The stature of this rare copy of the 1781 Constitutions of the Several Independent States of America, the first edition of America's founding documents published together is matched by the full arc of John Whiting's fifty year life, from age fifteen as a Minuteman at Concord and Lexington to age 50 as U.S. Army Lieut. Col. in his final service to his country at Washington, D.C. American patriot John Whiting's life encompasses the entire American Revolution, from the battles at Lexington to the Peace Treaty of 1783 at Paris memorializing the terms of America's peace with the King of Great Britain, the ratification of the U.S. Constitution in 1789, followed by George Washington becoming the first President of the United States. Together this 1781 first edition of the book which John Whiting may have read while serving at General Washington's headquarters and John Whiting's life story enrich our understanding of this formative time in America's political, military and book publishing history.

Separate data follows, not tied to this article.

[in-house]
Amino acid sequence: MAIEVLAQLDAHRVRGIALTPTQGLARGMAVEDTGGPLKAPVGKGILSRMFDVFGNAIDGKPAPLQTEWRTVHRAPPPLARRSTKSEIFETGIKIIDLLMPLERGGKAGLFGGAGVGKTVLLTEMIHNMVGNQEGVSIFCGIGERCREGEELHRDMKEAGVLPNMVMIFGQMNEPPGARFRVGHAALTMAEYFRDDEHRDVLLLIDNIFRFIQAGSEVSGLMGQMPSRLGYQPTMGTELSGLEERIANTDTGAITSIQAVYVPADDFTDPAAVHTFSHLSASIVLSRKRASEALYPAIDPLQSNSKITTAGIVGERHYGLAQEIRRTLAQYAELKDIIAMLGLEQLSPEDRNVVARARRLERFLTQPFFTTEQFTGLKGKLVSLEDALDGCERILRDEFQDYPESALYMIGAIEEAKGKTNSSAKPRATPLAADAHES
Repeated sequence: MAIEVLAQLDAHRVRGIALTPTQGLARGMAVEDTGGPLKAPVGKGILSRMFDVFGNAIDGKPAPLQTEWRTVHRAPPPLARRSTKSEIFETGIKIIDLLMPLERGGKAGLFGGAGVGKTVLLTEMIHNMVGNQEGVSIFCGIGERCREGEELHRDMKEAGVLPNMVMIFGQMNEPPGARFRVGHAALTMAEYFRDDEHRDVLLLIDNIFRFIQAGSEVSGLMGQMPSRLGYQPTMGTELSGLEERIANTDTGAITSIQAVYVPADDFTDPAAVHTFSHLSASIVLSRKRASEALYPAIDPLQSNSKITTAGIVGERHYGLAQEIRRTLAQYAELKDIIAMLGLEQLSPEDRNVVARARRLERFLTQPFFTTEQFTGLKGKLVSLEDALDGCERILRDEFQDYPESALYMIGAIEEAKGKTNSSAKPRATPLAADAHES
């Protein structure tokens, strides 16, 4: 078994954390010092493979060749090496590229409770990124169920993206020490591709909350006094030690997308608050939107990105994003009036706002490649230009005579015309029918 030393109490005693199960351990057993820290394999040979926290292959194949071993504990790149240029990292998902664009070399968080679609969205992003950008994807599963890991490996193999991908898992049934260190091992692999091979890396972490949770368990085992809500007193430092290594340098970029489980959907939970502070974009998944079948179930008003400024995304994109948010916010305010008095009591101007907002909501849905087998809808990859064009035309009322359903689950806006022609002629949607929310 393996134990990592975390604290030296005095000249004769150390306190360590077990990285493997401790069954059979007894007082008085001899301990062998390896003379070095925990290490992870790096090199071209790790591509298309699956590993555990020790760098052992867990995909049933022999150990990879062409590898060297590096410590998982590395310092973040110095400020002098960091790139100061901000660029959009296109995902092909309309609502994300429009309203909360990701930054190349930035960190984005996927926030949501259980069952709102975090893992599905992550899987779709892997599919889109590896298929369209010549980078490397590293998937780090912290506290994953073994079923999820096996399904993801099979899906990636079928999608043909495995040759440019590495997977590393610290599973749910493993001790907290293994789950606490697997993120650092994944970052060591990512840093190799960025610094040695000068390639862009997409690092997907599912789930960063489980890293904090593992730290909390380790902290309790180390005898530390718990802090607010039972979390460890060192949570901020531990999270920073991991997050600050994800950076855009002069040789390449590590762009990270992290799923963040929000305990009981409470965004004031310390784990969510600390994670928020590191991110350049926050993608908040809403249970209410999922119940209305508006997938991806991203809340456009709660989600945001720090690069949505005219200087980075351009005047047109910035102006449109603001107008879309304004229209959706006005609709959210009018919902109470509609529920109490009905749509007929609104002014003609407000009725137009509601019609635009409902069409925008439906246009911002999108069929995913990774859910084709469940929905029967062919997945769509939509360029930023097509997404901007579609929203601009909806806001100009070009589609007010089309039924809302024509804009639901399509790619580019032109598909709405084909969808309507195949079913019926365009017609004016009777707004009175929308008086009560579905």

The 1781 first American edition of The Constitutions of the Several Independent States, small in scale but immeasurable in its impact on late 18th century political thought, established in print what the American Revolution had established in fact: the presence of a new country founded on democratic principles and the rule of law. The Constitutions of the Several Independent States of America ,1781, first American edition, expresses for the first time in one American book the legal framework of a uniquely American political philosophy that a citizen has certain constitutionally protected unalienable rights and that the rule of law and democracy go hand in hand. This book marks the beginning of the yet unfinished American Revolution.
I. Footnotes about the Book: Constitutions of the Several Independent States of America, 1781